♥ Marlene♥

Back in my Stephen King days I was always trying to find a writer like him. Well Thomas M. Disch is not like him but in his own way, just as good.It ha been so long since I've read this book (Read it in Dutch and still have a Dutch copy) but i do remember I loved this book.So If you like King, try this book. Very good blend mixing horror and fantasy.


Read this many years ago and have been trying to find out the name of the book and the author for ages. Finally found it, now I have to get my hands on a copy and read it again!


Ok, Heres a Doozy for ya.I had not went the Disch route before and quickly found that this guyis pretty darn GOod.The book is Intelligent and Cruel. The main character is a boy whosee's Santa Clause and is givin a wand stick(ITs Magic Baby) Well hesoon grows up enough and does not believe in Santa any Longer. SoSanta turns into something more believable. That Stick has some kindaVoodoo on it I tell ya. Only thing is, theres always that damn priceyou gotta pay for using it.I have to say the boy was a character you really cared and felt for.even though he kept innocently wrecking peoples lifes. his story wenton so long you wondered when Disch would finally get to the Adult partof his tale. Unfortunately when it does. The story seems rushed and hereally isn't someone you care about anymore. Freakin Dumbass with aMagic Stick.This story was still very well written for the most part and very Dark.Disch was obviously a very cynical man.(a recent suicide victim/May heRest in Peace)4 Hail Larrys outta 5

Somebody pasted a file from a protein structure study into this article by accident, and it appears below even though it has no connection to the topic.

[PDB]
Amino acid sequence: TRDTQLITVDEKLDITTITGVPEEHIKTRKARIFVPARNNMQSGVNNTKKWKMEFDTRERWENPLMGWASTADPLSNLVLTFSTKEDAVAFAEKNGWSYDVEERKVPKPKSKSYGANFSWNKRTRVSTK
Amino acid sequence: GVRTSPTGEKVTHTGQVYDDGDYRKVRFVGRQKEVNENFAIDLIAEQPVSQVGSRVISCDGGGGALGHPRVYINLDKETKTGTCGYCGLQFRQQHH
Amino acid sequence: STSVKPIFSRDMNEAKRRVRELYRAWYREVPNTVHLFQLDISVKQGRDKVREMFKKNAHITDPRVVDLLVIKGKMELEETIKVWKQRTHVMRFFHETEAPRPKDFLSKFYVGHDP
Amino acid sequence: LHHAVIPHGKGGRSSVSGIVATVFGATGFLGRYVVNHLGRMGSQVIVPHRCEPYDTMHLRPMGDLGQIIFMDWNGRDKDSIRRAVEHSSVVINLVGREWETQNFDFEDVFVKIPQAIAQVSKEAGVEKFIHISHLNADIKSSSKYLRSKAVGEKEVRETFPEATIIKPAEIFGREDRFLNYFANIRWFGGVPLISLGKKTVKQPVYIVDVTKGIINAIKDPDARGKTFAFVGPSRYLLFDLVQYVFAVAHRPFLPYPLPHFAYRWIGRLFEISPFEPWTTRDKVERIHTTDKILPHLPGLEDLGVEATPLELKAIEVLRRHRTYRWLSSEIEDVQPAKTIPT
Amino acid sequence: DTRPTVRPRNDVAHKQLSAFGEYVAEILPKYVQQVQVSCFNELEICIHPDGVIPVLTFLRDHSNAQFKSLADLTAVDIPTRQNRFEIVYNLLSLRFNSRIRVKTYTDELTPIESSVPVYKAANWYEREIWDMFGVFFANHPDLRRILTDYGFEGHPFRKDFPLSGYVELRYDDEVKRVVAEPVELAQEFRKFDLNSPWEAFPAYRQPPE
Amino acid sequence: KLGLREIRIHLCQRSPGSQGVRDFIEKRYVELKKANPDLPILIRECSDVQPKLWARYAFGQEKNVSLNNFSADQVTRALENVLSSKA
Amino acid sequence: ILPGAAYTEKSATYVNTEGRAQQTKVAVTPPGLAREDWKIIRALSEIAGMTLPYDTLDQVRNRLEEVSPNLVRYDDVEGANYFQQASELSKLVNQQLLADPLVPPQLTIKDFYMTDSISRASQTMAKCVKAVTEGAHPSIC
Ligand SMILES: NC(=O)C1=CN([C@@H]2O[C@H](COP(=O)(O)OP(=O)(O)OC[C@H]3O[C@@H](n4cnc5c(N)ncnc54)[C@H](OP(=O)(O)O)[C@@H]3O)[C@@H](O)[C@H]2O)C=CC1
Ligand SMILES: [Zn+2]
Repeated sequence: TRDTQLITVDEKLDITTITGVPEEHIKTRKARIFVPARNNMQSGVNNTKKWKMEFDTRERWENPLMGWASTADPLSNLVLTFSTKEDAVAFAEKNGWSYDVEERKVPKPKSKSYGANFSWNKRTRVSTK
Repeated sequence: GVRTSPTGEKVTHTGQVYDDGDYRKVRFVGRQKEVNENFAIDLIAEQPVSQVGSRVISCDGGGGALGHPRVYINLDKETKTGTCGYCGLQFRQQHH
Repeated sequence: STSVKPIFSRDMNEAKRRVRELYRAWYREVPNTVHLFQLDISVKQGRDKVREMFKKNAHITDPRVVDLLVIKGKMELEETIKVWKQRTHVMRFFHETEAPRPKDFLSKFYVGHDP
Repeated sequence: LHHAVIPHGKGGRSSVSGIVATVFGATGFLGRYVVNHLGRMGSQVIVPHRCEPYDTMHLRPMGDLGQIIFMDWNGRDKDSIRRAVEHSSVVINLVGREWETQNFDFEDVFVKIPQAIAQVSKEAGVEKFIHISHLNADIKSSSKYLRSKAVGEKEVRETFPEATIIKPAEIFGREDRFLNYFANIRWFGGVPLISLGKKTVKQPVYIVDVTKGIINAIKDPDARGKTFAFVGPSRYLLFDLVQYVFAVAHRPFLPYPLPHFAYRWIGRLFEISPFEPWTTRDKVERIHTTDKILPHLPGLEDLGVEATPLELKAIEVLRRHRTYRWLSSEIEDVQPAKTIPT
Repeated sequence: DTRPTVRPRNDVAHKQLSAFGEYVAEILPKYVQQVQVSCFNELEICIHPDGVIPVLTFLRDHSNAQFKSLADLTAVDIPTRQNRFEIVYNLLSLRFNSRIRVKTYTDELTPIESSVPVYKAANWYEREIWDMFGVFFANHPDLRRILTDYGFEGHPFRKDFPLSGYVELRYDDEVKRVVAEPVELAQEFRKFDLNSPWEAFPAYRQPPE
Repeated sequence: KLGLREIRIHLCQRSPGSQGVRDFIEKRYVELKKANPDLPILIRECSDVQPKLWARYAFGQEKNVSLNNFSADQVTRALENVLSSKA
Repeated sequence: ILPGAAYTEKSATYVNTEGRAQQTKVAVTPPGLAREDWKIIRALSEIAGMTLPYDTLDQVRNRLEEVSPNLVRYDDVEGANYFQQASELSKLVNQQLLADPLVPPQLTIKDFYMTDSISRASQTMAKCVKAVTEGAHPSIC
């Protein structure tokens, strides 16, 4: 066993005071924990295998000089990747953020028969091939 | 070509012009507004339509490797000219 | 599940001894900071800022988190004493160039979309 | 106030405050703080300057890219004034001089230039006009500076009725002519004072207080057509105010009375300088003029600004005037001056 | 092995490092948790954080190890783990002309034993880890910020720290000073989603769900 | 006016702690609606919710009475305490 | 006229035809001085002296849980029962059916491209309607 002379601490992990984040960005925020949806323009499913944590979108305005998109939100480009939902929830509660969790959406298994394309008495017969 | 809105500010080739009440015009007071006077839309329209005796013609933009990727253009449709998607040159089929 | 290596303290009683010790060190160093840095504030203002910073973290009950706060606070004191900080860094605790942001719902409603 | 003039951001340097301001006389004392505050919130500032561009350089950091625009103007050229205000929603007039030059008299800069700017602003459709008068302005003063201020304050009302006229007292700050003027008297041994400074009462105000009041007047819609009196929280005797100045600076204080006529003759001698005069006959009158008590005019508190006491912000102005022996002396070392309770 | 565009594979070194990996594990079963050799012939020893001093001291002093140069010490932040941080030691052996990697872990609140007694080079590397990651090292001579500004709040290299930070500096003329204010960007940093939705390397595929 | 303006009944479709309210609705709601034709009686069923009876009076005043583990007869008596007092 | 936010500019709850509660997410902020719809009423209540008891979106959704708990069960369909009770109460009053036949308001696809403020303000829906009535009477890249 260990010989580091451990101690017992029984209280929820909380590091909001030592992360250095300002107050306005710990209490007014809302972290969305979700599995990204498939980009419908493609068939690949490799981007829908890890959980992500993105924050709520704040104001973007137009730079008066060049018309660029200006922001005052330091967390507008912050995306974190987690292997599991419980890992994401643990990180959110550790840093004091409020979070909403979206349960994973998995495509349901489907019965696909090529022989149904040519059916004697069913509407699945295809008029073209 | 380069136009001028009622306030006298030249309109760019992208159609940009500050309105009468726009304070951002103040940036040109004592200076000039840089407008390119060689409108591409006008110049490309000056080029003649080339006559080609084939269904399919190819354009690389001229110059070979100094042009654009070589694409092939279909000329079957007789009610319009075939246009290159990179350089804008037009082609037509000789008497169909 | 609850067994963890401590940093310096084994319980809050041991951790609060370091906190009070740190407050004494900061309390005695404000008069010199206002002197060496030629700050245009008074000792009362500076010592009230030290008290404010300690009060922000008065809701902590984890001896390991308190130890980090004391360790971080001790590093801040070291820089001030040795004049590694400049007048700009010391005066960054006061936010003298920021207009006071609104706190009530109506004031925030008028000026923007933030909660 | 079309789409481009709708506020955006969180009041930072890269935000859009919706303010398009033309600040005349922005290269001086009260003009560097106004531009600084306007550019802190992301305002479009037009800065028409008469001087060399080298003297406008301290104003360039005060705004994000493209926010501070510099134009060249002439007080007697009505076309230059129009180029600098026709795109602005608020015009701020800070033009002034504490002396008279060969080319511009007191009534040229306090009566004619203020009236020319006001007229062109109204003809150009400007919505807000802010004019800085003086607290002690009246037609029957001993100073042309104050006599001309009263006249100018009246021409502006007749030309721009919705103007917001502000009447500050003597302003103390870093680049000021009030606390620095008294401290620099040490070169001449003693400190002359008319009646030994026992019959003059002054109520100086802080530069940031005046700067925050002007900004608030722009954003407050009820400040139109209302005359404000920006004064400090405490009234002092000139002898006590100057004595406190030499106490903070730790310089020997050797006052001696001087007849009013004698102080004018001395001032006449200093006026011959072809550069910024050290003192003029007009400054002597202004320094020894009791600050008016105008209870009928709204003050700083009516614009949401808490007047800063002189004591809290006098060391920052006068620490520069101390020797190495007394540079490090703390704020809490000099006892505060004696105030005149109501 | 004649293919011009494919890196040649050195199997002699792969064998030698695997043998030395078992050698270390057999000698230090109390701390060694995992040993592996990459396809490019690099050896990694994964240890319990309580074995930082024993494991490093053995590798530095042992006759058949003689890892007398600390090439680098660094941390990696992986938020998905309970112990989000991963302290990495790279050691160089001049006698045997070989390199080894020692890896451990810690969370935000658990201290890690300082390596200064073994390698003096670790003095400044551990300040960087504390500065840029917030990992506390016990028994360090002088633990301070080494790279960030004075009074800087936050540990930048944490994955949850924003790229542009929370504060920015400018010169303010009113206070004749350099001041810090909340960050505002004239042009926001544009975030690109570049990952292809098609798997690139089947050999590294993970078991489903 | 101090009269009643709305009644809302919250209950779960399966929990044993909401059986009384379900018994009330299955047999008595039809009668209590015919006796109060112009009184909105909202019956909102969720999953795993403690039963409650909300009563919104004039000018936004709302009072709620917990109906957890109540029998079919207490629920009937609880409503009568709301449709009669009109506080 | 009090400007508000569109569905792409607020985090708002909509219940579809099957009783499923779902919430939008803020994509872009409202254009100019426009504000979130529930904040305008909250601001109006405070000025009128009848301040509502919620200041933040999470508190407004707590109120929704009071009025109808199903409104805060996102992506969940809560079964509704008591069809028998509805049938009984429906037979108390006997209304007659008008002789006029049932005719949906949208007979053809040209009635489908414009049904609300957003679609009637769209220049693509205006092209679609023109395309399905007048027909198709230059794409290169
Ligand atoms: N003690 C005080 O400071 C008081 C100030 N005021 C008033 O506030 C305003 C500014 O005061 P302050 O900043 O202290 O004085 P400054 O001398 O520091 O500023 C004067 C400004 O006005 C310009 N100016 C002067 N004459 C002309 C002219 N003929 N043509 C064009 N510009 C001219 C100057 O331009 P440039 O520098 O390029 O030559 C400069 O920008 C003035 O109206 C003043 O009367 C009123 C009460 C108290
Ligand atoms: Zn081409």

George: I read this a long time ago, but I remember it as being very good, unique and fast reading. I believe it is an excellent book that was overlooked by most people. It may be of most interest to guys.


"It is the oldest irony of the medical profession that doctors seem to profit from the misfortune of others."Though Tom Disch is a favorite of mine, I was a bit hesitant to delve into The M.D. because this late-career shift toward the horror genre seemed like a naked bid for Steven King-like success. But there's nothing watered down about this novel, which finds Disch at the height of his considerable powers. The dark humor, deft characterization, and intricate plotting of his best work are all present here. Like King's rustic Maine, Disch's Minnesotan stomping ground is a vivid setting, a wholesome-seeming place where evils both mundane and supernatural lurk.At heart this is a familiar sort of horror story, the kind that reminds us to be careful what we wish for. Young Billy Michaels has visions of a being with many faces who helps make Billy's wishes into reality. The consequences of these wishes, regardless of forethought or motive, tend to be dire. We follow him as a young man, as time and again he learns the wrong lesson from the results of these supernatural meddlings, then we skip forward nearly 20 years to see the world his wishes have made.Quibbles: I feel that we lose something in this 20 year gap. We don't learn until the end why Billy does some of the more ghastly things that he does, and the explanation underwhelms. Also, this last act strips Billy of his status as protagonist, and makes him a passive victim of circumstances like most of the other people in the book.